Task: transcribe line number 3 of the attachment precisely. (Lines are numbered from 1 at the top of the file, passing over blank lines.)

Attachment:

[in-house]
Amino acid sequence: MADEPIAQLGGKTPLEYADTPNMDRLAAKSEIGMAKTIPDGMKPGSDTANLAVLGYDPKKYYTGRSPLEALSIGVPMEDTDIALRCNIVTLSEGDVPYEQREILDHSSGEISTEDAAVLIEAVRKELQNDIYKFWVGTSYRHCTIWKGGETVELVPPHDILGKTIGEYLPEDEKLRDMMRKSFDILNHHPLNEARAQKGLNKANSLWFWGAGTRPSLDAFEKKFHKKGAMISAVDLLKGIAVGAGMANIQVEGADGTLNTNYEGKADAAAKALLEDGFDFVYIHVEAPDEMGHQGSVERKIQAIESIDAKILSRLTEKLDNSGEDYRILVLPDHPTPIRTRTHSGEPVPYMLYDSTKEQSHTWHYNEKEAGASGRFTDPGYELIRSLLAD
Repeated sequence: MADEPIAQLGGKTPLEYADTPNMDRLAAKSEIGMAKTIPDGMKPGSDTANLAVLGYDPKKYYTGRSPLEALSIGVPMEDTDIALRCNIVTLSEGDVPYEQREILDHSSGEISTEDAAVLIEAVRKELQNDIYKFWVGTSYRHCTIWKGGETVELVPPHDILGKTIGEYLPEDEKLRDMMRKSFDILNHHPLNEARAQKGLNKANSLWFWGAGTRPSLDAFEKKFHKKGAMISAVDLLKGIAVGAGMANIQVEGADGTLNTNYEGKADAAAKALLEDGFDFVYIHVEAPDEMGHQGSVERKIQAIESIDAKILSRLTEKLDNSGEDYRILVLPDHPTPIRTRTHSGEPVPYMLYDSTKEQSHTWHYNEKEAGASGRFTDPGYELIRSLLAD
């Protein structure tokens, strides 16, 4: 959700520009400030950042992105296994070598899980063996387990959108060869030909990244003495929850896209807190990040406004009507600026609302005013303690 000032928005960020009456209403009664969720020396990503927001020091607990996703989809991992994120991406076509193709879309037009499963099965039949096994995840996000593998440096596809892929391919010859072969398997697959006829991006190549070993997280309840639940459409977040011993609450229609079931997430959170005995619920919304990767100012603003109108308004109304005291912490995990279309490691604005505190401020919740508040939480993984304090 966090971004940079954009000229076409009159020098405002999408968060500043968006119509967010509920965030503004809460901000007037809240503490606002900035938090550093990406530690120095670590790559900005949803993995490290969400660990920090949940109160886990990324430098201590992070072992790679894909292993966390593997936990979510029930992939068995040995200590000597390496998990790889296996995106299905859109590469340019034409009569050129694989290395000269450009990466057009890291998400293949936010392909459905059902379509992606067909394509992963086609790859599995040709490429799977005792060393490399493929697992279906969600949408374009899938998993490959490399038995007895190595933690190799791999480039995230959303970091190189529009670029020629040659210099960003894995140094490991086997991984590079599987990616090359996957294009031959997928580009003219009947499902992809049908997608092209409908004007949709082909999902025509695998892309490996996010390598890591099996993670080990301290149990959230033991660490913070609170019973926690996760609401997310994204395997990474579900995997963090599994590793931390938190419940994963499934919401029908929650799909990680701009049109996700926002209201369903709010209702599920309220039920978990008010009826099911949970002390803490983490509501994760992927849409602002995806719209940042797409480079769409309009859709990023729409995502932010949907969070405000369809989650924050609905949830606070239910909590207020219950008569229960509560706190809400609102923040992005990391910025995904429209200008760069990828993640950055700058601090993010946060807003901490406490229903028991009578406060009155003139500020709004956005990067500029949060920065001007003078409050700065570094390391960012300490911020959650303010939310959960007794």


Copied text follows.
Repeated sequence: MADEPIAQLGGKTPLEYADTPNMDRLAAKSEIGMAKTIPDGMKPGSDTANLAVLGYDPKKYYTGRSPLEALSIGVPMEDTDIALRCNIVTLSEGDVPYEQREILDHSSGEISTEDAAVLIEAVRKELQNDIYKFWVGTSYRHCTIWKGGETVELVPPHDILGKTIGEYLPEDEKLRDMMRKSFDILNHHPLNEARAQKGLNKANSLWFWGAGTRPSLDAFEKKFHKKGAMISAVDLLKGIAVGAGMANIQVEGADGTLNTNYEGKADAAAKALLEDGFDFVYIHVEAPDEMGHQGSVERKIQAIESIDAKILSRLTEKLDNSGEDYRILVLPDHPTPIRTRTHSGEPVPYMLYDSTKEQSHTWHYNEKEAGASGRFTDPGYELIRSLLAD